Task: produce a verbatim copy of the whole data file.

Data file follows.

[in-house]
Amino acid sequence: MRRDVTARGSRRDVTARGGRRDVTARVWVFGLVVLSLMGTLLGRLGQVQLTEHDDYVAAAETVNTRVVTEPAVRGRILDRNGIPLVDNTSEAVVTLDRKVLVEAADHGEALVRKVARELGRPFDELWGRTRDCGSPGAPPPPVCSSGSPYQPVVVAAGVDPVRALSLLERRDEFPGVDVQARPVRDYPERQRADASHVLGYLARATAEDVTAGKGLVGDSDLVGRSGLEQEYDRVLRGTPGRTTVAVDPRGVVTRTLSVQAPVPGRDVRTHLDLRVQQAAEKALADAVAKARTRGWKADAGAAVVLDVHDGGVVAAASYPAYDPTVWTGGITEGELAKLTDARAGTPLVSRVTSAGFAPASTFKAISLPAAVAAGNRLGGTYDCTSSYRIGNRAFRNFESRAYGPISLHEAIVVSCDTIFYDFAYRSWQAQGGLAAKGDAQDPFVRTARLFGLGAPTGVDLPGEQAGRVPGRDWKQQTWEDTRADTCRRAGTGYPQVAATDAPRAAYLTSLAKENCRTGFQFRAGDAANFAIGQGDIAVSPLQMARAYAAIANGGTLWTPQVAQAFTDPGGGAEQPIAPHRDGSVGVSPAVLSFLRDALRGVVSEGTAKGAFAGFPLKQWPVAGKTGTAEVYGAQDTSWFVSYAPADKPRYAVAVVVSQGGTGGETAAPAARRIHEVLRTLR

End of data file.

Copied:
[in-house]
Amino acid sequence: MRRDVTARGSRRDVTARGGRRDVTARVWVFGLVVLSLMGTLLGRLGQVQLTEHDDYVAAAETVNTRVVTEPAVRGRILDRNGIPLVDNTSEAVVTLDRKVLVEAADHGEALVRKVARELGRPFDELWGRTRDCGSPGAPPPPVCSSGSPYQPVVVAAGVDPVRALSLLERRDEFPGVDVQARPVRDYPERQRADASHVLGYLARATAEDVTAGKGLVGDSDLVGRSGLEQEYDRVLRGTPGRTTVAVDPRGVVTRTLSVQAPVPGRDVRTHLDLRVQQAAEKALADAVAKARTRGWKADAGAAVVLDVHDGGVVAAASYPAYDPTVWTGGITEGELAKLTDARAGTPLVSRVTSAGFAPASTFKAISLPAAVAAGNRLGGTYDCTSSYRIGNRAFRNFESRAYGPISLHEAIVVSCDTIFYDFAYRSWQAQGGLAAKGDAQDPFVRTARLFGLGAPTGVDLPGEQAGRVPGRDWKQQTWEDTRADTCRRAGTGYPQVAATDAPRAAYLTSLAKENCRTGFQFRAGDAANFAIGQGDIAVSPLQMARAYAAIANGGTLWTPQVAQAFTDPGGGAEQPIAPHRDGSVGVSPAVLSFLRDALRGVVSEGTAKGAFAGFPLKQWPVAGKTGTAEVYGAQDTSWFVSYAPADKPRYAVAVVVSQGGTGGETAAPAARRIHEVLRTLR